Homeschooling Didn’t Ruin Me

Written by NPN Guest on November 3rd, 2011

Homeschooling, Natural Learning

“You are ruining your children.”

“They will be anti-social weirdos.”

“How will they get into college?!”

Homeschooling parents, how many of these comments have you gotten? How many of these concerns are in the back of your head?

Kym and her brother presenting at a 1992 History and Science Fair.

In 1989 I was five years old and enrolled in the local public school. It was still Summer—school hadn’t officially started—but we were at the school, meeting with my kindergarten teacher for open house. My parents were in their thirties and both had college degrees and jobs. My dad worked as a County Agent for the Extension Service, my mom was a freelance reporter for our local, small newspaper. I had a little brother, age 3, and he was a “spirited” child.

We met with the teacher and I could feel the stress coming from my parents as we left. The teacher had been rude and condescending. She didn’t believe I could read or write and dismissed my parents concern about the school being K-12, and not in the best part of town.

My parents were very uncomfortable with placing me in the hands of “that woman” for eight hours a day. But what other option did they have?

Later than week, my mom would meet a woman who was homeschooling five of her seven children.

A few days later my parents un-enrolled me from the local school and thus began my homeschool career. At that time, we were the ONLY family homeschooling in our county, and one of only a handful of families in the entire state. Of course, with such a radical decision, so came the comments.

“You are ruining your children.”

“They will be anti-social weirdos.”

“How will they get into college?”

Kym and her father in a 1997 "Forestry Contest." The project involved taking soil samples, sawing logs, and taking core samples from trees and various other things a forestry department might do. We counted it as part of our science (biology) curriculum.

My parents had several sleepless nights worrying about the same things. Being religious, they prayed for guidance and peace with their decision. And then they taught us.

We were taught with textbooks; we were taught outside. We were taught at the library, in the kitchen, at church, and in the garden. We toured bizarre places like a museum dedicated to lentils, and a place in South Dakota made entirely out of corn husks.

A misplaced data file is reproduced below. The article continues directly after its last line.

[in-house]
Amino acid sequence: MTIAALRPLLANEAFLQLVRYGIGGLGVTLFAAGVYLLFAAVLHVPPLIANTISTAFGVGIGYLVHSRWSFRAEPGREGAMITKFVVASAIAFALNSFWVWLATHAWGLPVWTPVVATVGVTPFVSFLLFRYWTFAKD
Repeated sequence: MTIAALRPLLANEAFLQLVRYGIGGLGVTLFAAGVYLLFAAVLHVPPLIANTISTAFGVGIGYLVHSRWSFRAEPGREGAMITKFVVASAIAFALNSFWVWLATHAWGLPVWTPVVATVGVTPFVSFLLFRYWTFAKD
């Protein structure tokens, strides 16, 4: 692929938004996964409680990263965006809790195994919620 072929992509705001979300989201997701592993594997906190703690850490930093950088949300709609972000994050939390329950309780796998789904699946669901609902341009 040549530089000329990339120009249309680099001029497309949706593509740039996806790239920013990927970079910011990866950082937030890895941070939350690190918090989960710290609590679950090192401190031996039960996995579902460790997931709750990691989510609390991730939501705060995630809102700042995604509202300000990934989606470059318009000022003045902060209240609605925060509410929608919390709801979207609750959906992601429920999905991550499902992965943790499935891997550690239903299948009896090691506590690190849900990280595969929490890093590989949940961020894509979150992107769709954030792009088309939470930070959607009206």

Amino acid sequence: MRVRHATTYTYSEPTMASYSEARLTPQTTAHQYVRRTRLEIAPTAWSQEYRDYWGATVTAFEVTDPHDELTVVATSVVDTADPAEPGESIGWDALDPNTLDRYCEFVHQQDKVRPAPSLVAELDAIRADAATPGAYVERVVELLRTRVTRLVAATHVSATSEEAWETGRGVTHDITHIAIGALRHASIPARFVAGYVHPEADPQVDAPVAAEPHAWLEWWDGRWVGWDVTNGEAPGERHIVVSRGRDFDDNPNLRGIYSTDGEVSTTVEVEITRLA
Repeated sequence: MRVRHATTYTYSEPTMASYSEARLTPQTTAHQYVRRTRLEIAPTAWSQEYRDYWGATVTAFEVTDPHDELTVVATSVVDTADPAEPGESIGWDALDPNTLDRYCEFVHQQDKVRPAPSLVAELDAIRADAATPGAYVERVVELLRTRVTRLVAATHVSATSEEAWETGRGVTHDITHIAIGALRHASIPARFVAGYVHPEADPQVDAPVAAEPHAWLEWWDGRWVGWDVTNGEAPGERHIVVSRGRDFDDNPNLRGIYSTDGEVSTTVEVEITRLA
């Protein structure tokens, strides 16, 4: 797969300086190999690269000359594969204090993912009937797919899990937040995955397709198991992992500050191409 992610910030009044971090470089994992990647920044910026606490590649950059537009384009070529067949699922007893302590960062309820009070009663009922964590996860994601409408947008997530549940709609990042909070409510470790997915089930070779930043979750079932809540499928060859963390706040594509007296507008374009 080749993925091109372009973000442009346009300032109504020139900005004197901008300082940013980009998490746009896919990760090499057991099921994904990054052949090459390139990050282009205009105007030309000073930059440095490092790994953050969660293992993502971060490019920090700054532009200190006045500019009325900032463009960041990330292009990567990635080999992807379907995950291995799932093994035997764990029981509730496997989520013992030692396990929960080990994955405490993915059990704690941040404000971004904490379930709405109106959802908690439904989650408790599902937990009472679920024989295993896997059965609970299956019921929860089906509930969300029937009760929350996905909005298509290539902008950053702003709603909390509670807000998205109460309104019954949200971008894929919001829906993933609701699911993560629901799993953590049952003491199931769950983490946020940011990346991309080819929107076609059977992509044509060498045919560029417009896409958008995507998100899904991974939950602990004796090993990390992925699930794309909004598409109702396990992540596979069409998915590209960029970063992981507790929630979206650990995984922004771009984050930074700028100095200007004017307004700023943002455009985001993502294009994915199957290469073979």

We were taught in co-op settings with other kids, or alone in a recliner with a book.

There was a constant stream of peers in and out of our house, at all hours of the day. The usual: sleep-overs, making movies, water balloon fights, dress-up (which continued into high school…), hiking, and camping. Whatever we found to do that seemed like fun, we did. (And this could possibly include covering my brother’s car with hundreds of post-it notes. Possibly.)

In 2002 I graduated from high school with four college acceptance letters. Every school I had applied to accepted me without question, including Auburn University, which is a university very selective in its acceptance policy. I graduated from college several years later with two job offers. (Neither of which I took because I was 37 weeks pregnant and my husband had just returned from a deployment.)

I could have easily written this about any of the homeschool kids I grew up with or my brother. My homeschool friends are many things. Some of them are in the military, some of them have started their own business. They are teachers, mothers, fathers, scientists, preachers, doctors, dentists, lawyers, fiber artists, writers; anything they’ve wanted, they’ve achieved, but none of them are ruined. None of them are anti-social. Those who wanted to go to college, went. Those who preferred a different route took that one.

Our parents all had different methods for homeschooling. Some took a more rigorous approach, some were very laid-back, some were a mix of the two, and then some other random methods were thrown into the mix. But we all had one thing in common: our parents made an effort to make sure we were presented with different view points, different experiences, and plenty of time to learn and explore on our own as well as to be guided. Most importantly, our parents loved us and accepted us, our learning styles, and our personalities.

The decision to homeschool is a big one. It’s not right for every family, but as long as parents take steps to encourage and support their children, homeschooling will not ruin them. It won’t make them anti-social. If they choose to go on to college, they’ll be just fine.

Parents, don’t let the negative thoughts creep in and make you second-guess yourself. Your children are going to grow up happy, loved, and educated in life.

I’m 27 years old now. I’m a mom, a wife, a doula, a blogger. I have a college degree and thoughts of continuing my education with a masters degree. Homeschooling didn’t ruin me.


Kym is a 27 year old God-loving SAHM to a two-year-old boy, a patriotic military wife, and a doula in training living deep in the heart of Texas. She graduated from college with a degree in History Education/Religious Studies and three weeks later gave birth to her wonderful son. Her passions lie in homemaking, natural birth, breastfeeding, gentle/natural parenting, cloth diapers, co-sleeping, and living a healthy lifestyle. When she’s not chasing her toddler (or being chased by him), she blogs about life at Our Crazy Corner of the World.

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